In addition, if any of our users suffers or alleges to have suffered physical, financial or emotional harm following contact initiated on our platform, we may face civil lawsuits or other liabilities initiated by the affected user, or governmental or regulatory actions against us. For example, we are or may continue to be involved in disputes relating to refunding to users’ spouses all or part of funds consumed by users for purchase of in-show virtual items in our mobile applications based on claim of unauthorized disposition of commonwealth property. We believe such type of claims is groundless and lacks merit, because from a contractual perspective, users purchase and send virtual gifts to broadcasters in exchange for the live performance delivered to them or for the interaction between them and the broadcasters, and it is entirely up to the users to purchase in-show virtual items. We therefore will defend against such claims vigorously.

 

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In response to allegations of illegal or inappropriate activities conducted through our platform or any negative media coverage about us, mainland China government authorities may intervene and hold us liable for non-compliance with mainland China laws and regulations concerning the dissemination of information on the internet and subject us to administrative penalties or other sanctions, such as requiring us to restrict or discontinue some of the features and services provided on our mobile application. Therefore, our business may be subject to investigations or subsequent penalties if contents generated by our users are deemed to be illegal or inappropriate under mainland China laws and regulations. See “Item 3. Key Information—D. Risk Factors—Risks Related to Doing Business in Mainland China—If we fail to obtain and maintain the requisite licenses and approvals required under the complex regulatory environment applicable to our businesses in mainland China, or if we are required to take compliance actions that are time-consuming or costly, our business, financial condition and results of operations may be materially and adversely affected.” As a result, our business may suffer, our user base, revenues and profitability may be materially and adversely affected, and the price of our ADSs may decline.

The market in which we operate is fragmented and highly competitive. If we are unable to compete effectively for users or user engagement, our business and operating results may be materially and adversely affected.

As a social networking platform that provides multiple services, including live video service, value-added service, mobile marketing services and other services, we are subject to intense competition from providers of similar services, as well as potential new types of online services. Our competitors may have substantially more cash, traffic, technical, broadcasters, business networks and other resources, as well as broader product or service offerings and can leverage their relationships based on other products or services to gain a larger share of marketing budgets. We may be unable to compete successfully against these competitors or new market entrants, which may adversely affect our business and financial performance.

We believe that our ability to compete effectively depends upon many factors both within and beyond our control, including:

 

   

the popularity, usefulness, ease of use, performance and reliability of our services compared to those of our competitors, and the research and development abilities of us and our competitors;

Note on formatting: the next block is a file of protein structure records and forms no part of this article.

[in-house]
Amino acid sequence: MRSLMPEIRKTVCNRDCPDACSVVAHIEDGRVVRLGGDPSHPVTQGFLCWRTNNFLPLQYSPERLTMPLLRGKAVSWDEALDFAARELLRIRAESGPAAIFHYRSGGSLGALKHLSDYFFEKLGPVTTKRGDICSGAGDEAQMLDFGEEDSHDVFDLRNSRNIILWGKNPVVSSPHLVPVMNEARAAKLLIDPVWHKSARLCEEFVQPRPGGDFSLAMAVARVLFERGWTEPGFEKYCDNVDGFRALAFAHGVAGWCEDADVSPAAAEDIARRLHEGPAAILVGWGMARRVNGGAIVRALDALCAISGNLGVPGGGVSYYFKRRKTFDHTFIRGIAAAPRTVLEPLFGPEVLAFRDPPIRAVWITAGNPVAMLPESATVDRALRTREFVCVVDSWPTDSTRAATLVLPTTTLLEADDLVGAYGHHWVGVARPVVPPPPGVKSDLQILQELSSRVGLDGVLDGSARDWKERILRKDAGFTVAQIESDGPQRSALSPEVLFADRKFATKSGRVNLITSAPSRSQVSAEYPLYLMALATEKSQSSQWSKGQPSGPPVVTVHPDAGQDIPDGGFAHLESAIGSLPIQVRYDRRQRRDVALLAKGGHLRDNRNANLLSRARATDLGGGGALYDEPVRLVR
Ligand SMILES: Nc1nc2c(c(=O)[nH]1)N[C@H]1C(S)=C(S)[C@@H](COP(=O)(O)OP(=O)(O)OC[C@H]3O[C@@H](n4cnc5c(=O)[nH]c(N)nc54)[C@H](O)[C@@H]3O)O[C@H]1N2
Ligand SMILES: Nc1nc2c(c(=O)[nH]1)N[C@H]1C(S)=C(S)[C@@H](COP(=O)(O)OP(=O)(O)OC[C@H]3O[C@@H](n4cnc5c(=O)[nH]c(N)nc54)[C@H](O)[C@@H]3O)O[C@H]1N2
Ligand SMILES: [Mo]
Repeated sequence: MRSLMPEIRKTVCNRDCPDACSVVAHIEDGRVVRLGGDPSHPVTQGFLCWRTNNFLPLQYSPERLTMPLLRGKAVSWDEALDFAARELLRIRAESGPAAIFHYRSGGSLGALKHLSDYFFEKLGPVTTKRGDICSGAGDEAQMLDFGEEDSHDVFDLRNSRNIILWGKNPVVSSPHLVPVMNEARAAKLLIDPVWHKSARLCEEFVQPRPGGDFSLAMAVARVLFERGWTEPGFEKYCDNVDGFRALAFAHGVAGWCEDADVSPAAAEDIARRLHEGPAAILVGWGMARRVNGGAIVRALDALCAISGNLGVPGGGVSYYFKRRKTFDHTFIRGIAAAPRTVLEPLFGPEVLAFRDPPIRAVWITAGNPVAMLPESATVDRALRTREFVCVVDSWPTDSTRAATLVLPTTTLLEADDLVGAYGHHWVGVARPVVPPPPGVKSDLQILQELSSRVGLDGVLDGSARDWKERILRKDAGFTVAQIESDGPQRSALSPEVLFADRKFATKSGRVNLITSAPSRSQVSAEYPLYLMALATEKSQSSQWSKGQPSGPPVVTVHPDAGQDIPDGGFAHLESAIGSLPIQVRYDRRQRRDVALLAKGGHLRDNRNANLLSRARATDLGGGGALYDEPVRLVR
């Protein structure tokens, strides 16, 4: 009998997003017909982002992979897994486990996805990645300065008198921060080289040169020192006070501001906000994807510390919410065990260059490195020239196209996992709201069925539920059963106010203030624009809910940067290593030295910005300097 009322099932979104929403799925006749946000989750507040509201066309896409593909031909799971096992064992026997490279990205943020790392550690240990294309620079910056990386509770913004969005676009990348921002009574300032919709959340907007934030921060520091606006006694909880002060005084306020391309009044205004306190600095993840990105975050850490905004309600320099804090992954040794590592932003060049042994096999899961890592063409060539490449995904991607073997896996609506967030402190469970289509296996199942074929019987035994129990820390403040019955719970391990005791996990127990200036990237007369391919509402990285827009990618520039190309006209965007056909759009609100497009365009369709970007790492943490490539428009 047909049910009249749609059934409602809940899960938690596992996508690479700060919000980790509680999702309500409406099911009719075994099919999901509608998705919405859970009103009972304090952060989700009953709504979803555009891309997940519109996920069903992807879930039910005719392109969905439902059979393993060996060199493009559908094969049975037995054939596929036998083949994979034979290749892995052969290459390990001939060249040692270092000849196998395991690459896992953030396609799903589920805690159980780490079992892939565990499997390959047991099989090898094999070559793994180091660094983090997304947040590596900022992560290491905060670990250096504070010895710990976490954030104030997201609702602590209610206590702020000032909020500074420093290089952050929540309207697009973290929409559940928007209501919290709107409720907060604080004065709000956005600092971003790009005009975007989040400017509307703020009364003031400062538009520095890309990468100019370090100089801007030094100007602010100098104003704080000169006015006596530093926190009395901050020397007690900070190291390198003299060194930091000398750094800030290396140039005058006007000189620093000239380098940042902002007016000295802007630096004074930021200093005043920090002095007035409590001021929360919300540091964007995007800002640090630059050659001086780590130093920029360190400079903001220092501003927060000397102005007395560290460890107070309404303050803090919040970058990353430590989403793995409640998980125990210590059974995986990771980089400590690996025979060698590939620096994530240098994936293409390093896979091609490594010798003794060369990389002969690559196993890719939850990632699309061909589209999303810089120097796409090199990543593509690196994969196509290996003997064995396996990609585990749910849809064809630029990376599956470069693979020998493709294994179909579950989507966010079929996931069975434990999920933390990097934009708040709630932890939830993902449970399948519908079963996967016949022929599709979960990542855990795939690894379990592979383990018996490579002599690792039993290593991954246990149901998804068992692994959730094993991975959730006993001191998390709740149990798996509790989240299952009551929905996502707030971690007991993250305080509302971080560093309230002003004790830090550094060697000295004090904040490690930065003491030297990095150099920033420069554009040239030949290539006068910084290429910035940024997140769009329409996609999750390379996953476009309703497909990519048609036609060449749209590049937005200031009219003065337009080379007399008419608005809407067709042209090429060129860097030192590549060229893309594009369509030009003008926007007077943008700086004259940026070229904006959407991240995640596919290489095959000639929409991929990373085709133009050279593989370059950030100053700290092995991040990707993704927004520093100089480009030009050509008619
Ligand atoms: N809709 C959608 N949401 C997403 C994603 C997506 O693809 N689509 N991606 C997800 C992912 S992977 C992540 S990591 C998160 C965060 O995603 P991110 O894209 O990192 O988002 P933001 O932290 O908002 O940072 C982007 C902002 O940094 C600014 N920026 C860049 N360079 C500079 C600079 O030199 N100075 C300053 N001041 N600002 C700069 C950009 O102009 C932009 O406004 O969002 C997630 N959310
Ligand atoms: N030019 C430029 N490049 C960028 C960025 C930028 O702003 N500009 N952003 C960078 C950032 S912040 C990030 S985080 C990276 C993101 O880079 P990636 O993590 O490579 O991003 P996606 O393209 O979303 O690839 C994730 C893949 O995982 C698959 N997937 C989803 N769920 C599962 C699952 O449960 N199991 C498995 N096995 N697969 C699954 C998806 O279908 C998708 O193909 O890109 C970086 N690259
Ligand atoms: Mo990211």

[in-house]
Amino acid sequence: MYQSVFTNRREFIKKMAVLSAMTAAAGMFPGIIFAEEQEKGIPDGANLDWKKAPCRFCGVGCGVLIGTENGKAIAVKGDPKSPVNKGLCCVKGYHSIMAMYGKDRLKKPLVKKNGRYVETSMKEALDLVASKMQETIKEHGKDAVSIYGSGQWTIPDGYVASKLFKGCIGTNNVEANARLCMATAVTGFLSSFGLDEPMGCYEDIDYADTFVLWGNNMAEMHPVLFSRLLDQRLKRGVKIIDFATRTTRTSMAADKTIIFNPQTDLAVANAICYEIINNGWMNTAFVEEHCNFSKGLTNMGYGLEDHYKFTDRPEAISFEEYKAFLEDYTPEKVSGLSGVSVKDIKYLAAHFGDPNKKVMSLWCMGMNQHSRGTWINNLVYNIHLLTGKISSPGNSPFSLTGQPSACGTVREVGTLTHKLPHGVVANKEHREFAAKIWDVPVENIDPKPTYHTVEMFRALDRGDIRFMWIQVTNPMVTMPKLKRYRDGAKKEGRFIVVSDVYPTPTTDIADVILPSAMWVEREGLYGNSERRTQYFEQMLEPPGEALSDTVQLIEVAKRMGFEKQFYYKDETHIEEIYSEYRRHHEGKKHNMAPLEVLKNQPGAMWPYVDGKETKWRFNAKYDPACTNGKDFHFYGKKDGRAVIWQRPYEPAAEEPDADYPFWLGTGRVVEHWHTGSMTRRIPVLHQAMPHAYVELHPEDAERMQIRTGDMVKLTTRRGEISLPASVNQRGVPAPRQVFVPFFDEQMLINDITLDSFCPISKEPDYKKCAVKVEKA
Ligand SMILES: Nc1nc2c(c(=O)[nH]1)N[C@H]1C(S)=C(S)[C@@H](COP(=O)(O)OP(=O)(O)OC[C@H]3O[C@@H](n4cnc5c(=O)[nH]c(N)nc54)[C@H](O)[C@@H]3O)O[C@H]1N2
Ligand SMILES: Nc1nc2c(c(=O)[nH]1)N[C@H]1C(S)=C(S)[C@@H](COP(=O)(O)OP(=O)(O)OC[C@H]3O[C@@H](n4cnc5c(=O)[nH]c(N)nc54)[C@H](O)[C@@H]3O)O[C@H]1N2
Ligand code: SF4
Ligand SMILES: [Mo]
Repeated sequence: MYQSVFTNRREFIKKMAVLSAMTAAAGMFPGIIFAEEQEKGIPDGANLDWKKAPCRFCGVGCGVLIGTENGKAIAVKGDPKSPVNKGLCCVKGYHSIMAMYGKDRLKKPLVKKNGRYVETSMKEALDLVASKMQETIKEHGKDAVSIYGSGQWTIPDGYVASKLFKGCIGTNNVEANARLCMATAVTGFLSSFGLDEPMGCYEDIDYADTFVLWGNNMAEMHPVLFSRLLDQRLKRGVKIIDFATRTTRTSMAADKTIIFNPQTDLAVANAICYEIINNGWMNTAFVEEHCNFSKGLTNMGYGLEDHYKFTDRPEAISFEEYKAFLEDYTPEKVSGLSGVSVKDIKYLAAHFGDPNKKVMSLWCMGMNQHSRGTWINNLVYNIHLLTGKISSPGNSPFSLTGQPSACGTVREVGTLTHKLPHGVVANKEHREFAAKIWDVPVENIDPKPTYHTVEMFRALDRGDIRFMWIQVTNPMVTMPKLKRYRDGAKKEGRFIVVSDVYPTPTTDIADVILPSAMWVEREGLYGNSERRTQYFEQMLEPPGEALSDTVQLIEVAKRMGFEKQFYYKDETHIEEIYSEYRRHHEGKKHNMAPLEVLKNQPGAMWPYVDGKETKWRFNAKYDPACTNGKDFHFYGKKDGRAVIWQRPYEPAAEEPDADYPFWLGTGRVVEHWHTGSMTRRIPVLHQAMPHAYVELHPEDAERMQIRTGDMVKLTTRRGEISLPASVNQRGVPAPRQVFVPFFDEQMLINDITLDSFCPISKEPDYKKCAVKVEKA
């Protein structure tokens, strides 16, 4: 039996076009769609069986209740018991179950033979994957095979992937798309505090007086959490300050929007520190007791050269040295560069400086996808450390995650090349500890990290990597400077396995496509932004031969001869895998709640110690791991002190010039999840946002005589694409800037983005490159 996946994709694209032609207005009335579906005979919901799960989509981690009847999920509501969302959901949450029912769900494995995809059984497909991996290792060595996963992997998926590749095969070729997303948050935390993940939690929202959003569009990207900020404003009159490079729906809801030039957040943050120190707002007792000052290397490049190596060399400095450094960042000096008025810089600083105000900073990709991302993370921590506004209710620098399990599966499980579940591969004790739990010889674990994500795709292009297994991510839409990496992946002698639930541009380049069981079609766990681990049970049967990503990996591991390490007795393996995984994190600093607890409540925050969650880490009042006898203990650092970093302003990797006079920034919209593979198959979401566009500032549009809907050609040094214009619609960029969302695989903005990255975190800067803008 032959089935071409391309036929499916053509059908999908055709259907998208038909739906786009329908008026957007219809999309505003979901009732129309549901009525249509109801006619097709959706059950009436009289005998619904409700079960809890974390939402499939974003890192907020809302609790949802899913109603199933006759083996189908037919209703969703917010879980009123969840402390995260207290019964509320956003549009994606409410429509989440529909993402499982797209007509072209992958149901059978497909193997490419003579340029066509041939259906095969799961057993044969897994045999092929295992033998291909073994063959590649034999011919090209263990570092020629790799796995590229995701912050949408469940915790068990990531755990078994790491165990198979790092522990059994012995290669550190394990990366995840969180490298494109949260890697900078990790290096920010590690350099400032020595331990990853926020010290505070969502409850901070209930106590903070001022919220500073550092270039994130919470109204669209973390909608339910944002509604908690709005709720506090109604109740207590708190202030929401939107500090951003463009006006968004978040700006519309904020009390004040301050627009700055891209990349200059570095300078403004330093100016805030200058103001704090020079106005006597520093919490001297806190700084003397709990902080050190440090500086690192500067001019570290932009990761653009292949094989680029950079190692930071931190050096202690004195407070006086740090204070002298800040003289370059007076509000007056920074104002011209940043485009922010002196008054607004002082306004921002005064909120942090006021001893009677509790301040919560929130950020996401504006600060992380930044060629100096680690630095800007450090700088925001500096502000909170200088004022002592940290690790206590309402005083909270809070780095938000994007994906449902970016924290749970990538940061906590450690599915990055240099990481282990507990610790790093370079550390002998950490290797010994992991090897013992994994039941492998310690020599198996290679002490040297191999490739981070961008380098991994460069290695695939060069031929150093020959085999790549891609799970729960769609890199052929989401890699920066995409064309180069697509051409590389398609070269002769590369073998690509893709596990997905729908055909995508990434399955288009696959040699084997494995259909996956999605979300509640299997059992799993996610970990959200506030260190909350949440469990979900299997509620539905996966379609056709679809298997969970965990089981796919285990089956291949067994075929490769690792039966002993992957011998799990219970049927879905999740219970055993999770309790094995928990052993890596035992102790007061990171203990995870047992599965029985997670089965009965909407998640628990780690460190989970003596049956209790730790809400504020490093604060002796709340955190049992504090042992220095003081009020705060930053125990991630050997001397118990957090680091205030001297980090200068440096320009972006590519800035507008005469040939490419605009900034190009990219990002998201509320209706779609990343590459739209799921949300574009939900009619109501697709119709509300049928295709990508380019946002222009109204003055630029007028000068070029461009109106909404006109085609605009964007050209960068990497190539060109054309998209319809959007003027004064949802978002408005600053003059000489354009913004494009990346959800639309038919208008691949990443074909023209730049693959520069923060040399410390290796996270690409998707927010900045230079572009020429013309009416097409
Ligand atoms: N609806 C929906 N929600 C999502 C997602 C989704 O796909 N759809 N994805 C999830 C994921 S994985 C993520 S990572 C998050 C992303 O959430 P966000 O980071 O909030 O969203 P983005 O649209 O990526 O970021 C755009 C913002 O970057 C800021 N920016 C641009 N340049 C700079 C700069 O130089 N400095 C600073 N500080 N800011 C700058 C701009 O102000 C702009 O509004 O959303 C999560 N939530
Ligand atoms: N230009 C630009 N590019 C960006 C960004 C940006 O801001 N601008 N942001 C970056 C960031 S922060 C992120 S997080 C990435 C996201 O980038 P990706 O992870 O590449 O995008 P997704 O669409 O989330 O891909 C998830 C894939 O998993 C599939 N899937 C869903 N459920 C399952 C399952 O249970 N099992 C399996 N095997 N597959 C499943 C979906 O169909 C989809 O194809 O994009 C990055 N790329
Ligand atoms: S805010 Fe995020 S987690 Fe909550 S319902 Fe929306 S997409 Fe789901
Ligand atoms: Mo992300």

changes mandated by, or that we elect to make to address, legislation, regulations or government policies, some of which may have a disproportionate effect on us;

 

   

acquisitions or consolidation within our industry, which may result in more formidable competitors;

 

   

our ability to monetize our services;

 

   

our ability to attract, retain, and motivate talented employees;

 

   

our ability to manage and grow our operations cost-effectively; and

 

   

our reputation and brand strength relative to our competitors.

We have limited experience in international markets. If we fail to meet the challenges presented by our international operations, our business, financial condition and results of operations may be adversely affected.

We have limited experience in international markets and we expect to enter into and expand our operations into international markets. For example, our Soulchill currently has footprint in overseas markets such as Middle East and North Africa. Tantan also has footprint beyond mainland China such as Southeast Asia, East Asia and North America. Our international operations may expose us to a number of risks, including:

 

   

lack of acceptance of our product and service offerings, and challenges of localizing our offerings to appeal to local tastes;

 

   

compliance with applicable laws and regulations in multiple jurisdictions, including, but not limited to, internet content provider licenses and other applicable licenses or governmental authorizations;

 

   

challenges in commercializing our platforms in international markets without infringing, misappropriating or otherwise violating the intellectual property rights of third parties;

 

   

challenges in formulating effective marketing strategies targeting users from various jurisdictions and cultures, who have a diverse range of preferences and demands;

 

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challenges in replicating or adapting our company policies and procedures to operating environments that are different from each other, including technology infrastructure;

 

   

challenges in managing compliance with local labor regulations and risks associated with labor dispute across different jurisdictions;